Is all of this a bit sickly? Absolutely not. Climb Aboard My Roundabout! is expertly sequenced and the productions are often as ramshackle as they are sugary. Close your eyes and you’re watching not a technicolour dance sequence but a murky film insert. In true fairy tale fashion, many of these songs are deceptively sweet. Take Ice Cream Man by Kidrock, which combines a delectable arrangement (cellos, twinkling bells, singing schoolchildren) with an arguably questionable lyric (“Waiting in the dark outside the park in his yellow cart / all the little children leaving school see the ice cream man”).

John Pantry’s affecting Glasshouse Green, Splinter Red sounds like a dainty Bee Gees-type gallivant but even the Gibbs never sang about the death of a lonely gardener (“Once he dreamed and now he’s dead / glasshouse green, splinter red”). Similarly dark is The Bitter Thoughts of Little Jane by Timon, about the violent intentions of a forgotten kid. It’s a wonderful song, even if Timon sings a bit like lugubrious Jake Bugg. Then there’s Dave Matthews’ Uncle Henry’s Magic Garden, which really spoils the birthday party – it concerns a child murderer.

It is perhaps the tracks most removed from the rock scene that really mark this collection out. Selections like Gilbert O’Sullivan’s delightful Mr. Moody’s Garden, a favourite on Kenny Everett’s Radio 1 show, have more to do with Watch with Mother than rock & roll and prove the usefulness of toytown as a term. Everett’s own And Now for a Little Train Number is a splendiferous thing, a regal ode to trainspotting. Uncle Arthur, from the David Bowie album that doesn’t get invited to boxsets, sounds about as far from the UFO and Marquee as you can get. The failure of Bowie’s debut album is frequently attributed to it being unleashed on the public at the same time as Sgt. Pepper, as if two albums couldn’t be successful at once. Uncle Arthur’s inclusion on Climb Aboard My Roundabout! not only demonstrates that Bowie wasn’t alone in his pursuit of the twee and homespun, but also that he was willing to go further than most. Another Bowie song, the Venus in Furs-inspired Toy Soldier by the Riot Squad, fits the toytown remit less comfortably despite its title. (For more on Toy Soldier and David Bowie’s other “slipped discs”, click thru to read this We Are Cult piece from 2017 – Ed.)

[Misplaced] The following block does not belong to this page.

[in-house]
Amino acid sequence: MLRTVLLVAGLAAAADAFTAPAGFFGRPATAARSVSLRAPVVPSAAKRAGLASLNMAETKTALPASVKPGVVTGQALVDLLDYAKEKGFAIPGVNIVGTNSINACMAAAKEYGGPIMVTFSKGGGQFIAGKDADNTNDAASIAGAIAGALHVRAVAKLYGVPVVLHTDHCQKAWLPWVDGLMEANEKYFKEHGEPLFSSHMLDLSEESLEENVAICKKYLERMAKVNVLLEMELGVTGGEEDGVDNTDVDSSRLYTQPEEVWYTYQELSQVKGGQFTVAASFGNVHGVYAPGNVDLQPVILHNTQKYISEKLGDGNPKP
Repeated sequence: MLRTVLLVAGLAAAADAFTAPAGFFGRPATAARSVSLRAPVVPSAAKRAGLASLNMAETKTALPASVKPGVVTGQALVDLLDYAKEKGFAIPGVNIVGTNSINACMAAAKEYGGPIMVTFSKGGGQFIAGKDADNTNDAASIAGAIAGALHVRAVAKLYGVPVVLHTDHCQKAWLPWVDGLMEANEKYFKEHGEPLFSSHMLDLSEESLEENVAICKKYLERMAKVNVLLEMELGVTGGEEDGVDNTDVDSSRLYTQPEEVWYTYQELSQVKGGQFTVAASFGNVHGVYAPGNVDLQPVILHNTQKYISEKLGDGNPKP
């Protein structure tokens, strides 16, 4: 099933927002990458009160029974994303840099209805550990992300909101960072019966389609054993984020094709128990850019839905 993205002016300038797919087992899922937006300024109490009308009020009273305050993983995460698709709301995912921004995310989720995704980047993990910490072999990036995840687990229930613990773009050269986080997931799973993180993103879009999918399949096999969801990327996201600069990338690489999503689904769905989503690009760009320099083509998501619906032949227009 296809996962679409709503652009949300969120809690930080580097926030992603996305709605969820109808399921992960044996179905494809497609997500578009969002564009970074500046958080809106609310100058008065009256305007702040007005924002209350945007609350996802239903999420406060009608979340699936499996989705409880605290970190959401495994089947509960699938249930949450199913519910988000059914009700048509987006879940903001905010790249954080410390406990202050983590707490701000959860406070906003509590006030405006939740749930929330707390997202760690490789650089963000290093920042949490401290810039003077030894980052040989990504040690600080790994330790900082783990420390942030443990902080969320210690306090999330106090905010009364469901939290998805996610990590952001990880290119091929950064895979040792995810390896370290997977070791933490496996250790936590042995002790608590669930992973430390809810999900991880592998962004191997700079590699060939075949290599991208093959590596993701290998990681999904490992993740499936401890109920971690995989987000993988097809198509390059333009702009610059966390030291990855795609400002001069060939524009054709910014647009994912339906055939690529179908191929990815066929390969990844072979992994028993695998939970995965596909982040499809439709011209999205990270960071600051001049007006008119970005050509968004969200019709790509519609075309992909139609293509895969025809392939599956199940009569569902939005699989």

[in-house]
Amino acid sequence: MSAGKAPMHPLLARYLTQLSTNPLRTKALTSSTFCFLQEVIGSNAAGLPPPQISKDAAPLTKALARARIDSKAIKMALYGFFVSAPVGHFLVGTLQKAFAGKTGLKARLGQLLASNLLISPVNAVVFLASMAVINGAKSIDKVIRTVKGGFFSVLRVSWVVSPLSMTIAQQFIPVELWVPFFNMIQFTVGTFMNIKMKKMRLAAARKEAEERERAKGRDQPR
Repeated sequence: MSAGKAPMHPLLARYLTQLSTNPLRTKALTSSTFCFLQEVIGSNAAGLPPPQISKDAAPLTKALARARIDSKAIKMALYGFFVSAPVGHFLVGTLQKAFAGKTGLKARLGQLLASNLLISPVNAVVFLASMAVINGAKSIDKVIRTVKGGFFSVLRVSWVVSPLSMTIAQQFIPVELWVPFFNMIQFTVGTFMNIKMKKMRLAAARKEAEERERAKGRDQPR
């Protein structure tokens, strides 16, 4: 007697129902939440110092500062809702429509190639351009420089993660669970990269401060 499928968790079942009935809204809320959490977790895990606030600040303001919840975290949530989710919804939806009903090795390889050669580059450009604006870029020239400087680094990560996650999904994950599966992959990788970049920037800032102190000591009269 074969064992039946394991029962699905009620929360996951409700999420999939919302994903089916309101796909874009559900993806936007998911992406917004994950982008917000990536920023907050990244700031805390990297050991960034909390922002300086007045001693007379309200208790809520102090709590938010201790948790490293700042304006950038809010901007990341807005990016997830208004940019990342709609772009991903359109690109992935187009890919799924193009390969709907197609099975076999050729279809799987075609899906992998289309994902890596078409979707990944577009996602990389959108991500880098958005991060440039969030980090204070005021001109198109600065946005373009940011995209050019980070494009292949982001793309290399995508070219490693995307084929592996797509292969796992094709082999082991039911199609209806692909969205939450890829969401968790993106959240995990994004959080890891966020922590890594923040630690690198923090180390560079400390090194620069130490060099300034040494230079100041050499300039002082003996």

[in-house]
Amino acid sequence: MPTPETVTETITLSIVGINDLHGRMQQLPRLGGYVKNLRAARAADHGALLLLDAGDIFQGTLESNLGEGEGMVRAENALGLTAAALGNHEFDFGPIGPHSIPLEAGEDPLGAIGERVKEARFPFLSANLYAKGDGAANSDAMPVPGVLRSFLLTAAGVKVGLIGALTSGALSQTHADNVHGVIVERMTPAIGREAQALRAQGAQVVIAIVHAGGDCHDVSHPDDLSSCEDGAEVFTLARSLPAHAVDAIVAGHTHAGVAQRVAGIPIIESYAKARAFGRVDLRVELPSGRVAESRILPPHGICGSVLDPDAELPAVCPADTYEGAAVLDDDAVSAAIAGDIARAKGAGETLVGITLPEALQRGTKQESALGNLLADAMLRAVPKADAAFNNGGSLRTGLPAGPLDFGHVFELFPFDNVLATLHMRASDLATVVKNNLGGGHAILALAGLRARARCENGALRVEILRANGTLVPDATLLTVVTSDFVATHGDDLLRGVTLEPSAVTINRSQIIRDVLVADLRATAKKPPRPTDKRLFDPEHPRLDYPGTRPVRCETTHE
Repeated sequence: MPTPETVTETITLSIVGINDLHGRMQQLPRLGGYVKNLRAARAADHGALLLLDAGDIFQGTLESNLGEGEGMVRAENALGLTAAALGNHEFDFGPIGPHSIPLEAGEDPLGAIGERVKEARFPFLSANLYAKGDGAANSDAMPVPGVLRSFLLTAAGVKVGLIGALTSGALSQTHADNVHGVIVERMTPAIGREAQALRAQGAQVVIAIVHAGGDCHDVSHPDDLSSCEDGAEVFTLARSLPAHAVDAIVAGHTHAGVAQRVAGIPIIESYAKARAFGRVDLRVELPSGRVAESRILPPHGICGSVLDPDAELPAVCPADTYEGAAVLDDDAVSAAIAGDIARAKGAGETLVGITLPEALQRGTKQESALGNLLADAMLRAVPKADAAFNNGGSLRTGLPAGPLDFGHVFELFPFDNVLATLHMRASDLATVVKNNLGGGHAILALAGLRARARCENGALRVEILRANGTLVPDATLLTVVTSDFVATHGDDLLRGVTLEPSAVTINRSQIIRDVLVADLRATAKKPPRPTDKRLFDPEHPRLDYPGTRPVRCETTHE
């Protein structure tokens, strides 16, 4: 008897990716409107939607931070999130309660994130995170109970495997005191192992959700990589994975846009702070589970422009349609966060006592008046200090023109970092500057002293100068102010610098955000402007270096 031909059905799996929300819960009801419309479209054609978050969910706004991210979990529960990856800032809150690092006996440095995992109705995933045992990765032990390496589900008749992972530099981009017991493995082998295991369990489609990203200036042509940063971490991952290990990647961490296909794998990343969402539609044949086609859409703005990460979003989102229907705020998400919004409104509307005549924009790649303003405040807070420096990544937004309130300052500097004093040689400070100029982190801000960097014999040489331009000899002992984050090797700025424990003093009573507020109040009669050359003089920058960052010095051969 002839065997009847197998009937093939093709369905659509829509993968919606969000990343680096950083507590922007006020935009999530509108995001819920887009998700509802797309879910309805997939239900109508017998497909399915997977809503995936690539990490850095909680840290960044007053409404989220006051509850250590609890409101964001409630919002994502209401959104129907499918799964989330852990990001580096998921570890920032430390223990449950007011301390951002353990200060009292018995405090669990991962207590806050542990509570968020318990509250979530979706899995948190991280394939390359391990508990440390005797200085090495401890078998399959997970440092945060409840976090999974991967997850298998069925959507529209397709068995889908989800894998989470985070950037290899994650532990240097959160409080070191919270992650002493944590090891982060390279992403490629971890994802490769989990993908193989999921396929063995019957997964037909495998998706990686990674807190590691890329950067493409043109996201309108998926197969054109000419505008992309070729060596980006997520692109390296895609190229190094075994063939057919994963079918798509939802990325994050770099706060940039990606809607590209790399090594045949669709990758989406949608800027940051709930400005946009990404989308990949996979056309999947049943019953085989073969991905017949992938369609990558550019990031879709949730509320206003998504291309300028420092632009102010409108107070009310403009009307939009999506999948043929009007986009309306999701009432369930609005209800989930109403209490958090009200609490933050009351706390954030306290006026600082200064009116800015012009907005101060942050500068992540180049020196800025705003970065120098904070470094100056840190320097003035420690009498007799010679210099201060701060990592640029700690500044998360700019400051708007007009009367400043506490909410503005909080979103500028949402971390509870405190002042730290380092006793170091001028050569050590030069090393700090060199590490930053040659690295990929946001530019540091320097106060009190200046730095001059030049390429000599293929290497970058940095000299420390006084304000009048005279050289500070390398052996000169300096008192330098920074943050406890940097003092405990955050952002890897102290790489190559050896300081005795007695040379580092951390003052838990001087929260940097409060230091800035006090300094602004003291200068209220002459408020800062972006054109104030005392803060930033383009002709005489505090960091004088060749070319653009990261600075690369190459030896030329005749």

There are some selections on this set I wouldn’t personally consider among the most representative of the toytown sound, but saying that almost feels comical. It’s slippery to quantify what is and isn’t toytown; after all, it’s all in the mind, you know. There are plenty of welcome surprises; Ambrose Slade’s Knocking Nails into My House, written by one Jeff Lynne, could hardly be described as delicate, but that Penny Lane-style skip beat and vertical melody make it a worthy inclusion. Cliff Richard, by the way, doesn’t feature, but his mates the Shadows do with Dear Old Mrs. Bell, a typical “poor old pensioner” song of the era (see also: Manfred Mann’s Harry the One-Man Band, Tomorrow’s Colonel Brown, Barry Booth’s Vera Lamonte).

Ultimately, Climb Aboard My Roundabout! The British Toytown Sound 1967-1974 might be Grapefruit’s most enjoyable boxset yet. Almost everything here sounds like it could play over the end credits of Here Come the Double Deckers! – and that’s a great thing! There’s certainly scope for a sequel, perhaps incorporating the likes of Freddie and the Dreamers and Trevor Billmuss. For now, this is a joyful collection for those who like their pop quaint, twee and scooped out of a jar by Aubrey Woods in a bowtie. All aboard!


❉ “Climb Aboard My Roundabout! The British Toytown Sound 1967-1974” (Grapefruit CRSEGBOX119) was released by Cherry Red Group, 28 October 2022. Click this affiliate link to order and help out We Are Cult at no extra cost!

❉ Cherry Red Records have been releasing and reissuing the most innovative and independent thinking music since 1978. Follow them on Twitter or visit their site.

❉ Huw Thomas is a musician and writer from Radnorshire, Wales. His special interests include Northern Irish band Cruella De Ville, Cardiacs, Back to the Egg and Oh No It’s Selwyn Froggitt. He tweets as @huwareyou.